Wednesday, October 3, 2007

Pay Attention: Life Doesn't Need a Personal Soundtrack

I'm riding my bike on the trail in Rock Creek Park. A man is running just ahead of me. I call out, "Passing on your right." But he doesn't hear me: He's listening to his iPod.

Fortunately, I've never run down a jogger with my bike, but that's because I'm paying attention. Joggers wearing earbuds aren't; they've blocked a significant portion of their hearing. And that means they aren't going to hear trouble coming along behind them, whether the trouble is a mugger or an inattentive bicyclist.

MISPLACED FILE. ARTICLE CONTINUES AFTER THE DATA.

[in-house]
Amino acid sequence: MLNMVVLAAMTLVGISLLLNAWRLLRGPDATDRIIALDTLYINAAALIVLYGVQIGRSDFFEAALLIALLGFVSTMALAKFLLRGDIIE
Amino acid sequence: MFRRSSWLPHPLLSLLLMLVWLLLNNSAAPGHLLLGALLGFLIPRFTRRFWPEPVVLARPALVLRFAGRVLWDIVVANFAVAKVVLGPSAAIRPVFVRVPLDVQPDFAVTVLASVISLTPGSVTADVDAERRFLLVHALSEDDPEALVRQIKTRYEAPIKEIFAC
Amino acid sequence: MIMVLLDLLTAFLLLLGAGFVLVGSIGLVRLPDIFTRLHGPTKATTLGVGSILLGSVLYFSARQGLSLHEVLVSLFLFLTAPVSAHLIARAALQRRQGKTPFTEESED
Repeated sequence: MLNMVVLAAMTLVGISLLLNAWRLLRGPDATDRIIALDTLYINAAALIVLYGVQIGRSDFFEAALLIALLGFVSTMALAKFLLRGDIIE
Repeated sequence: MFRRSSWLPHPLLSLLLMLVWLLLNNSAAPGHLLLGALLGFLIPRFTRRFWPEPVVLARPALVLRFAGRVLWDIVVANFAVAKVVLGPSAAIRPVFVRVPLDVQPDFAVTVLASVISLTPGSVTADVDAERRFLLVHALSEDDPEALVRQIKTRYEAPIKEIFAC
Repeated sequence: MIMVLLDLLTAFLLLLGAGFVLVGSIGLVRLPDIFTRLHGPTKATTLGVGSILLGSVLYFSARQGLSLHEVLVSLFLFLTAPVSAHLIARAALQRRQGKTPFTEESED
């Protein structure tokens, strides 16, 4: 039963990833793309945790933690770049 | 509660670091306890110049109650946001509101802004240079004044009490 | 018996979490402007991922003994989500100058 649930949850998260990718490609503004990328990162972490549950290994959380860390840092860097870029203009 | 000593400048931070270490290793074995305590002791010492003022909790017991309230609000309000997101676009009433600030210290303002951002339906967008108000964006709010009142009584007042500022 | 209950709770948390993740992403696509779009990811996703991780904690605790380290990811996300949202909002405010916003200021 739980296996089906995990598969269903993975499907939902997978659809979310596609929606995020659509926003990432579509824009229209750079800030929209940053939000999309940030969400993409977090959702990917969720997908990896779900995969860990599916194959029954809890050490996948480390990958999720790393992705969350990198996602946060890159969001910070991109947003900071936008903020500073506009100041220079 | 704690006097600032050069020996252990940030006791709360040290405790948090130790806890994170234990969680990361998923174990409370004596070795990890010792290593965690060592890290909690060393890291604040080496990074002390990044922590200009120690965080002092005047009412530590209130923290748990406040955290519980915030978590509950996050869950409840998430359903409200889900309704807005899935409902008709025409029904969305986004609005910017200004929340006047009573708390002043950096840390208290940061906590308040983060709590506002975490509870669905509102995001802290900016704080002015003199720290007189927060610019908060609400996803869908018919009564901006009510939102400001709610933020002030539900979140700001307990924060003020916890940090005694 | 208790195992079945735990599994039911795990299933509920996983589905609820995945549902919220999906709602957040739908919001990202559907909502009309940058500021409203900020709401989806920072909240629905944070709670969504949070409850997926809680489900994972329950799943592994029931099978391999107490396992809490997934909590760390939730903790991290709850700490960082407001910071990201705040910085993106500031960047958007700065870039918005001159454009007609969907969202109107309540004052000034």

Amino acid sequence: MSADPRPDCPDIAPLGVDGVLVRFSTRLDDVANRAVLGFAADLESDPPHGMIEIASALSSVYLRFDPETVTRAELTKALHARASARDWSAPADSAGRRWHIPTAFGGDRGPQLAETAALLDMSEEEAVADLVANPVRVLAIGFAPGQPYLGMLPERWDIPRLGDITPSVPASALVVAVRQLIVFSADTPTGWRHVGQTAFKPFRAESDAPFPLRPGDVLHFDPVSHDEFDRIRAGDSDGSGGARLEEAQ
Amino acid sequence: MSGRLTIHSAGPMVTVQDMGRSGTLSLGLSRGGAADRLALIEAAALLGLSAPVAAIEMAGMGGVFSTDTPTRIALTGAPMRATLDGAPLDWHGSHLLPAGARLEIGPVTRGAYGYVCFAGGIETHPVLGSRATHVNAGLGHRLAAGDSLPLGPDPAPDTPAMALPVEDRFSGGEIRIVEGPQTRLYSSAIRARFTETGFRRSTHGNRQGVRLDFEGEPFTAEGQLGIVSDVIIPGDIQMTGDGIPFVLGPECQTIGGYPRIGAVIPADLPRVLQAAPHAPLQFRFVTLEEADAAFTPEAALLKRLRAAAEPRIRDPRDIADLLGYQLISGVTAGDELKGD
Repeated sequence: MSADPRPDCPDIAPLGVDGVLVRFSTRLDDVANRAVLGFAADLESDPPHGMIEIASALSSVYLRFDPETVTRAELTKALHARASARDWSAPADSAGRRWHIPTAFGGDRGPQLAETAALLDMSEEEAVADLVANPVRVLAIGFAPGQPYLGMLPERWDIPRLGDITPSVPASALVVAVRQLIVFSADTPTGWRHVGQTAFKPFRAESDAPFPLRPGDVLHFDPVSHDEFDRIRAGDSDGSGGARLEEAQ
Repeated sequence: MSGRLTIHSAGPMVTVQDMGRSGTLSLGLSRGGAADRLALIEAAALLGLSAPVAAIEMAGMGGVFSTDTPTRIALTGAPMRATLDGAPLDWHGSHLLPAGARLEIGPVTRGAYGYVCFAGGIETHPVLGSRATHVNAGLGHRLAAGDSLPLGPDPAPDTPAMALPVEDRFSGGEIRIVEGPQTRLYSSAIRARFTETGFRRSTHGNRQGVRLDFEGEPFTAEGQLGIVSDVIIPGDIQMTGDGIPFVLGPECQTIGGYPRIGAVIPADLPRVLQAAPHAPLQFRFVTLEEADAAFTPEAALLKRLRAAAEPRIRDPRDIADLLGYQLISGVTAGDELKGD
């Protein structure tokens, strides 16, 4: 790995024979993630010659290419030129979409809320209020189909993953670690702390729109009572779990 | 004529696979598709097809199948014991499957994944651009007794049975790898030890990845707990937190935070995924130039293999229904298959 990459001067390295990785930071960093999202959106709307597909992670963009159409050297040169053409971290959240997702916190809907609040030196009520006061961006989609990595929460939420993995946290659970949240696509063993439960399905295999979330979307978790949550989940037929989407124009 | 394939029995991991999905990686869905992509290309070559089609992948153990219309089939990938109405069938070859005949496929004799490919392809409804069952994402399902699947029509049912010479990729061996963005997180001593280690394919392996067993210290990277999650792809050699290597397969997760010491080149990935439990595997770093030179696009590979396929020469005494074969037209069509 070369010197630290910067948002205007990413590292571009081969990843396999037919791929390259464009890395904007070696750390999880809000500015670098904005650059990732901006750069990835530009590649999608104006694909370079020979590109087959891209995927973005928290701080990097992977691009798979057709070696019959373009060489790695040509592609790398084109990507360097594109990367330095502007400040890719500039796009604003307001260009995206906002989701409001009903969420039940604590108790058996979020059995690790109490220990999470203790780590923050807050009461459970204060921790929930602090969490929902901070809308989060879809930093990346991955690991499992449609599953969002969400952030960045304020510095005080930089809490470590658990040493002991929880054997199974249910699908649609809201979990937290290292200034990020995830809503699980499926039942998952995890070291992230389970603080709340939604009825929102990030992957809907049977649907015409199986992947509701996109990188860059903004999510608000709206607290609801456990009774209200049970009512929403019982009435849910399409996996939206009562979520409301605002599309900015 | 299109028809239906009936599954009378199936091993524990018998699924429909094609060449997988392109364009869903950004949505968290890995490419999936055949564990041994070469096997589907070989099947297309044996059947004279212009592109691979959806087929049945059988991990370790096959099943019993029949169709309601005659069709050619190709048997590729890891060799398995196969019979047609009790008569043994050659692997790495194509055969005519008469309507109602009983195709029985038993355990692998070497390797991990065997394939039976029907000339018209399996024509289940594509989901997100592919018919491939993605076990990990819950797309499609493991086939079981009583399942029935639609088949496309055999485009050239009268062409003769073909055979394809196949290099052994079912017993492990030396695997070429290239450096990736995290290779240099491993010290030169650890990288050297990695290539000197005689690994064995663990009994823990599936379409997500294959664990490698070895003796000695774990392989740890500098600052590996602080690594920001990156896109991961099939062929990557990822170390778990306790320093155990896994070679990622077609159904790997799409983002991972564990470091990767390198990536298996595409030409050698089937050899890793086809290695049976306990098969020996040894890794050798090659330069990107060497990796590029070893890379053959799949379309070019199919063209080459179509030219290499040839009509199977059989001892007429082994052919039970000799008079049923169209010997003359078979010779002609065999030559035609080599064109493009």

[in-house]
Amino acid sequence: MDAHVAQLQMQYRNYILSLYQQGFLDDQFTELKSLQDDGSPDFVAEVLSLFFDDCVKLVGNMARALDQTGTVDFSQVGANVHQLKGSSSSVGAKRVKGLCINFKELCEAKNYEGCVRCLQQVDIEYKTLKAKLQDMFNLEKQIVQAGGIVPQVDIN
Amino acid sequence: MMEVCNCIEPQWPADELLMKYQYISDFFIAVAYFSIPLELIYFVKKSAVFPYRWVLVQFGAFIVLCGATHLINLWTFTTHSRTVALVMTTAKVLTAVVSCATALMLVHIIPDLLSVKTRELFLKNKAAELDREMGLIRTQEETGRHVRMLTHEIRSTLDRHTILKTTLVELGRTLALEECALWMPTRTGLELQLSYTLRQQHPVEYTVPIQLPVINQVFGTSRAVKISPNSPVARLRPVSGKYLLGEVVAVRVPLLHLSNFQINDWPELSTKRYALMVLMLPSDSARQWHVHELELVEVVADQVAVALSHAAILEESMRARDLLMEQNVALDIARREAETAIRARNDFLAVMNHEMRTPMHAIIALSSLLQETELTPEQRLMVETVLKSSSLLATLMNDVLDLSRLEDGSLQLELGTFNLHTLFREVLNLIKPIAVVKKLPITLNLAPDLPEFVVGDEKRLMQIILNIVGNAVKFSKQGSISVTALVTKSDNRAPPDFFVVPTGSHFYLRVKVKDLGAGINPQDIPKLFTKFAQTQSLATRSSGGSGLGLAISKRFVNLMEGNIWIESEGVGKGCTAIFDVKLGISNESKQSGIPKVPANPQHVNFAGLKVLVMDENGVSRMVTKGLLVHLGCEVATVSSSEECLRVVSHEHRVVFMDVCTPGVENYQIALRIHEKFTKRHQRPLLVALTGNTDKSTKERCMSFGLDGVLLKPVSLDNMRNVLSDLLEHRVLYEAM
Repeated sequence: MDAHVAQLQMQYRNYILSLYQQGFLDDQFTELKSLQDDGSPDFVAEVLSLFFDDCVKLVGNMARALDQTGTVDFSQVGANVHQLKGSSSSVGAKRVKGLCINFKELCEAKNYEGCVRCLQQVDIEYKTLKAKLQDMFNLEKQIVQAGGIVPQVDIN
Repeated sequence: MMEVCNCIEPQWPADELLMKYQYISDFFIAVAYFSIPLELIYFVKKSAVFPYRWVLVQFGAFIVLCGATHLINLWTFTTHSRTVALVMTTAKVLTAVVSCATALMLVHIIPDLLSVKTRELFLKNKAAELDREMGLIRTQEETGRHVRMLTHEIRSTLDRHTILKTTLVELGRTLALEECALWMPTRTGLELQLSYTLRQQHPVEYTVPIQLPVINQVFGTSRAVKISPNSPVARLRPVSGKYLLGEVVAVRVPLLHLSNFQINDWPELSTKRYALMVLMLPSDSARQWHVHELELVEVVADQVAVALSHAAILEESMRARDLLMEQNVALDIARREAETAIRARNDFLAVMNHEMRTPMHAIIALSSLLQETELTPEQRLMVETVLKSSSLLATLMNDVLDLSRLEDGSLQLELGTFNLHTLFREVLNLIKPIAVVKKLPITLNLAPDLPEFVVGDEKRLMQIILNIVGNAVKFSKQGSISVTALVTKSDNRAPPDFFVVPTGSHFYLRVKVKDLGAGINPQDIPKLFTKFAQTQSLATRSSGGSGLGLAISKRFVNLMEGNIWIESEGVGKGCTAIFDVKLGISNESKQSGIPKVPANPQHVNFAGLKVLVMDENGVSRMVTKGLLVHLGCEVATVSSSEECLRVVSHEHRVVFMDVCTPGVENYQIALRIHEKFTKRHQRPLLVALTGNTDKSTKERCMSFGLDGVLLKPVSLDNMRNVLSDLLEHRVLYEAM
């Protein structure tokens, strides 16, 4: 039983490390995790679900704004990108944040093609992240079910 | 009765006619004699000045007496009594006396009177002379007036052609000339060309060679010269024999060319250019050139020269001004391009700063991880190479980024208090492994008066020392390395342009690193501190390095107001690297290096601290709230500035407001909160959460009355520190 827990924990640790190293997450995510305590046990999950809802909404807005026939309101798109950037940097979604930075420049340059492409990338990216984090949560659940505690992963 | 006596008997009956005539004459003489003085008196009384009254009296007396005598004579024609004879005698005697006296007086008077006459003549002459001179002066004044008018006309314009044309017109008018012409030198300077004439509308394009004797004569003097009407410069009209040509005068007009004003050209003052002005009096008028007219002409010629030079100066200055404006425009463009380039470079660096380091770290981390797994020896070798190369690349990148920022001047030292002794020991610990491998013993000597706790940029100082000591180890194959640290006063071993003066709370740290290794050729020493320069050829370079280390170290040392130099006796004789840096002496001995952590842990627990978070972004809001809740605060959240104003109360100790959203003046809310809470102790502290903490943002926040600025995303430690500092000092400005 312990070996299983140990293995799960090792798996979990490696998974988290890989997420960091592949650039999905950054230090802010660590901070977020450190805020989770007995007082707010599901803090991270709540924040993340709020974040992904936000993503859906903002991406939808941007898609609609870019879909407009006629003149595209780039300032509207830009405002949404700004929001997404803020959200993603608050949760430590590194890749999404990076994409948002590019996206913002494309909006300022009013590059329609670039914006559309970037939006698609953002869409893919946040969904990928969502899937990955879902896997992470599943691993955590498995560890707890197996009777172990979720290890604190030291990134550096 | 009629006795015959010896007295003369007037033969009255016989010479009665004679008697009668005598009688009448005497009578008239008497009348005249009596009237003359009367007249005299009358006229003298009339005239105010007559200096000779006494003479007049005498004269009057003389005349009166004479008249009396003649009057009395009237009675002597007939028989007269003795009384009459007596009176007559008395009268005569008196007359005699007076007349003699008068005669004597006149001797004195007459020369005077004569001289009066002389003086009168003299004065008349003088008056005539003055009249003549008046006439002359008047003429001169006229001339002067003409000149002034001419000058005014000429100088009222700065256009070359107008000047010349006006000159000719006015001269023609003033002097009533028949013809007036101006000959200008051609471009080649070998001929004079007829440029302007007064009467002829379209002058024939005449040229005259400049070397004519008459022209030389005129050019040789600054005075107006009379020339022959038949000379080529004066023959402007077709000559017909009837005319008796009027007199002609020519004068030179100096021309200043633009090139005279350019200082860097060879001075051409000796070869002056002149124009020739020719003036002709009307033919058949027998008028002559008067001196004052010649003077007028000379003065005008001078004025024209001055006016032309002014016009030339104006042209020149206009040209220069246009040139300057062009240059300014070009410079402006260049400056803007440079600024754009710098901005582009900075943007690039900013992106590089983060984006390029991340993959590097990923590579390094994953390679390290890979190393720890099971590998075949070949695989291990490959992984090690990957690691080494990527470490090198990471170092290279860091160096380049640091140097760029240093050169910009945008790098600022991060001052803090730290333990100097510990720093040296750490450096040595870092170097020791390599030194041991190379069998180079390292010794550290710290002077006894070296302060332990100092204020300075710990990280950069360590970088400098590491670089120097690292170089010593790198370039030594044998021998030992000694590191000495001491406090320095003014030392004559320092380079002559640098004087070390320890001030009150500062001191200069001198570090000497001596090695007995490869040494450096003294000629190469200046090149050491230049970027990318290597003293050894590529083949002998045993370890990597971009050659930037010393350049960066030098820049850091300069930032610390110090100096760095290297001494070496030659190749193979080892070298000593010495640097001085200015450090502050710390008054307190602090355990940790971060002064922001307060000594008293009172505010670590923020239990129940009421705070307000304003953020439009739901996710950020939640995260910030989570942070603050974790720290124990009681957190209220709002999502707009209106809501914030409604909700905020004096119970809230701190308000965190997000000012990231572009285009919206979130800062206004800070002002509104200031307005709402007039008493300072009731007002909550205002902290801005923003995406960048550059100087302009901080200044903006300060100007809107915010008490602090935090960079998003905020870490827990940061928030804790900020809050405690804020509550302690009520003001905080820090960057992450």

We've been told to pay attention all our lives. It's often annoying advice, but it's also the easiest way to keep yourself safe. Paying attention not only protects you from attack; it also alerts you to other dangers, like fast moving cars and kids on skateboards careening out of control. Protecting yourself from accidents is just as important as protecting yourself from crime.

When you're out running or walking, you have three primary sense for information: sight, hearing, and smell. Cut off one of those, and you're at greater risk.

So put away the music and take in the sounds around you as you jog through the park or walk to work. Save the iPod for times when hearing what goes on around you isn't necessary to keep you safe.

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